Ibrahim, M. M. Subcutaneous and visceral adipose tissue: structural and functional differences. Obes Rev 11, 11–18, https://doi.org/10.1111/j.1467-789X.2009.00623.x (2010).
Thompson, M. D. et al. Enhanced Steatosis and Fibrosis in Liver of Adult Offspring Exposed to Maternal High-Fat Diet. Gene Expr 17, 47–59, https://doi.org/10.3727/105221616X692135 (2016).
Lopez-Soldado, I. et al. Liver glycogen reduces food intake and attenuates obesity in a high-fat diet-fed mouse model. Diabetes 64, 796–807, https://doi.org/10.2337/db14-0728 (2015).
Irimia, J. M. et al. Lack of liver glycogen causes hepatic insulin resistance and steatosis in mice. J Biol Chem 292, 10455–10464, https://doi.org/10.1074/jbc.M117.786525 (2017).
Lee, Y. S. et al. Inflammation is necessary for long-term but not short-term high-fat diet-induced insulin resistance. Diabetes 60, 2474–2483, https://doi.org/10.2337/db11-0194 (2011).
Moraes-Vieira, P. M. et al. RBP4 activates antigen-presenting cells, leading to adipose tissue inflammation and systemic insulin resistance. Cell Metab 19, 512–526, https://doi.org/10.1016/j.cmet.2014.01.018 (2014).
Gomez Perdiguero, E. et al. Tissue-resident macrophages originate from yolk-sac-derived erythro-myeloid progenitors. Nature 518, 547–551, https://doi.org/10.1038/nature13989 (2015).
Singer, K. et al. Differences in Hematopoietic Stem Cells Contribute to Sexually Dimorphic Inflammatory Responses to High Fat Diet-induced Obesity. J Biol Chem 290, 13250–13262, https://doi.org/10.1074/jbc.M114.634568 (2015).
Varghese, M. et al. Sex Differences in Inflammatory Responses to Adipose Tissue Lipolysis in Diet-Induced Obesity. Endocrinology 160, 293–312, https://doi.org/10.1210/en.2018-00797 (2019).
Yang, Y., Smith, D. L. Jr., Keating, K. D., Allison, D. B. & Nagy, T. R. Variations in body weight, food intake and body composition after long-term high-fat diet feeding in C57BL/6J mice. Obesity (Silver Spring) 22, 2147–2155, https://doi.org/10.1002/oby.20811 (2014).
Rosenfeld, C. S. Sex-Specific Placental Responses in Fetal Development. Endocrinology 156, 3422–3434, https://doi.org/10.1210/en.2015-1227 (2015).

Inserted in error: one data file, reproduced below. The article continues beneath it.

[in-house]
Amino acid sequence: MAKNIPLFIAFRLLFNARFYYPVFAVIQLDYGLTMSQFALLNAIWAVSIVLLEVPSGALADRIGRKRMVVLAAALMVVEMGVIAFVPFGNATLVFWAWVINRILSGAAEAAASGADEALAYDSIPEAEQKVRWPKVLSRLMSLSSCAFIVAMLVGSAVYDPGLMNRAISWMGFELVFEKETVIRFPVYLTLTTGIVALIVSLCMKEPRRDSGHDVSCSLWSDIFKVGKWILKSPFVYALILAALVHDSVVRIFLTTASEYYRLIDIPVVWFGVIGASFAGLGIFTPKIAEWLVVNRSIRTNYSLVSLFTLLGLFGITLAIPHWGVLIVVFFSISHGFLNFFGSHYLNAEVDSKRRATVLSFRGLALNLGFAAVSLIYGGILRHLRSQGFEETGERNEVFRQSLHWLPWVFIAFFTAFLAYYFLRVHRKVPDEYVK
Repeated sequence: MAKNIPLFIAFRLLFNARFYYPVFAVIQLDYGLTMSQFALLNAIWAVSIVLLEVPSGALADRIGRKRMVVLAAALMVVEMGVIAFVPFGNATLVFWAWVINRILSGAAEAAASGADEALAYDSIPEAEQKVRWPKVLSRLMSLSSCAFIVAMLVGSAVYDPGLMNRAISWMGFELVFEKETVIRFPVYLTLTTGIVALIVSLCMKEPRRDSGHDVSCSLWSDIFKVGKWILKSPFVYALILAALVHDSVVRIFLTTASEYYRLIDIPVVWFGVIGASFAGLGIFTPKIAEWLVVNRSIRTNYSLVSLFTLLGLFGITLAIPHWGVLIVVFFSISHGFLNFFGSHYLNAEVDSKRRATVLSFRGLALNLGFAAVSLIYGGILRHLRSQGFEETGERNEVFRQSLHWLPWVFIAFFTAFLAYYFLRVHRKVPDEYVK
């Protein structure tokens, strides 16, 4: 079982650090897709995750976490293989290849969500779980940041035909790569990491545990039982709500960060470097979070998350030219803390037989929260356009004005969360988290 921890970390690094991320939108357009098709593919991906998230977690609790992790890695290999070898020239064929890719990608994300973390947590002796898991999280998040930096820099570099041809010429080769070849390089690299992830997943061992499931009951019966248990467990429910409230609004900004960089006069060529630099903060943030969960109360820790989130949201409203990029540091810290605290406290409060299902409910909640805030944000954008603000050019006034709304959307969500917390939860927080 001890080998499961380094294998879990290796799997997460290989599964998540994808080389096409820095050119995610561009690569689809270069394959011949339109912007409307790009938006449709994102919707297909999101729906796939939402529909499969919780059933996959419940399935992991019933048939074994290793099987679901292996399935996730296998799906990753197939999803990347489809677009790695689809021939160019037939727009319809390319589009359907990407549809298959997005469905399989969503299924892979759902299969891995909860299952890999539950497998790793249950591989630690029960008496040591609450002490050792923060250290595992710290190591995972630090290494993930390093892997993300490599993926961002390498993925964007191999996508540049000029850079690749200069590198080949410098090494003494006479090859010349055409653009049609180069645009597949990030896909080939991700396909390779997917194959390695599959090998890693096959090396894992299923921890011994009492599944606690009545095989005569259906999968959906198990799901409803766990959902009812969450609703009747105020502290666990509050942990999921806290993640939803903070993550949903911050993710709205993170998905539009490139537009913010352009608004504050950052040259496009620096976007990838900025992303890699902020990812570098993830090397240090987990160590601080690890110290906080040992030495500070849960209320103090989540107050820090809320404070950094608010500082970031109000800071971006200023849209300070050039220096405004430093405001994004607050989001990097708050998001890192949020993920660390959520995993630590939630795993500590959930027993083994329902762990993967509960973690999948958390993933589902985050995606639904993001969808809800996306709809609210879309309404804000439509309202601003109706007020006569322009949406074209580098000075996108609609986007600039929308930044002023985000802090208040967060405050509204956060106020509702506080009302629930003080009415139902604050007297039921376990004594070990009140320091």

Myatt, L. & Thornburg, K. L. Effects of Prenatal Nutrition and the Role of the Placenta in Health and Disease. Methods Mol Biol 1735, 19–46, https://doi.org/10.1007/978-1-4939-7614-0_2 (2018).
Einstein, F. H. et al. Accretion of visceral fat and hepatic insulin resistance in pregnant rats. Am J Physiol Endocrinol Metab 294, E451–455, https://doi.org/10.1152/ajpendo.00570.2007 (2008).
Stuebe, A. M. & Rich-Edwards, J. W. The reset hypothesis: lactation and maternal metabolism. Am J Perinatol 26, 81–88, https://doi.org/10.1055/s-0028-1103034 (2009).
Upadhyay, A. et al. Time-restricted feeding reduces high-fat diet associated placental inflammation and limits adverse effects on fetal organ development. Biochem Biophys Res Commun 514, 415–421, https://doi.org/10.1016/j.bbrc.2019.04.154 (2019).
Mayor, R. S. et al. Maternal high-fat diet is associated with impaired fetal lung development. Am J Physiol Lung Cell Mol Physiol 309, L360–368, https://doi.org/10.1152/ajplung.00105.2015 (2015).
Heerwagen, M. J., Stewart, M. S., de la Houssaye, B. A., Janssen, R. C. & Friedman, J. E. Transgenic increase in N-3/n-6 Fatty Acid ratio reduces maternal obesity-associated inflammation and limits adverse developmental programming in mice. PLoS One 8, e67791, https://doi.org/10.1371/journal.pone.0067791 (2013).
The author would like to thank the laboratory members of Dr. Kanakadurga Singer and Dr. Brigid Gregg’s labs. In addition, we would like to thank Dr. Carey Lumeng, Dr. Vasantha Padmanabhan, Dr. Delia Vazquez, and the University of Michigan Pediatric Endocrinology Training Program T-32 Committee for Developmental Origins of Metabolic Disorders. This work was supported, in part, by grants for scientific research from the NIH T32 DK071212 Training Grant through the Department of Pediatric Endocrinology at University of Michigan, Momentum Center Pilot Proposal and Feasibility Program, and Endocrine Fellows Foundation Research Grant given to E.C. This work was carried out with the support of NIH/NIDDK K08DK101755, R01DK115583, and Edith Briskin/SKS Foundation Taubman Emerging Scholar support to K.S. B.G. received support from NIH/NIDDK K08DK102526. Body composition analysis was performed by the Mouse Metabolic Phenotyping Center at Michigan supported by U2CDK110768. Flow cytometry was performed in the Flow Cytometry Core supported by the National Cancer Institute of the National Institutes of Health under award number P30CA046592.
The authors declare no competing interests.
Publisher’s note Springer Nature remains neutral with regard to jurisdictional claims in published maps and institutional affiliations.
About this article
Cite this article
Chang, E., Hafner, H., Varghese, M. et al. Programming effects of maternal and gestational obesity on offspring metabolism and metabolic inflammation. Sci Rep 9, 16027 (2019) doi:10.1038/s41598-019-52583-x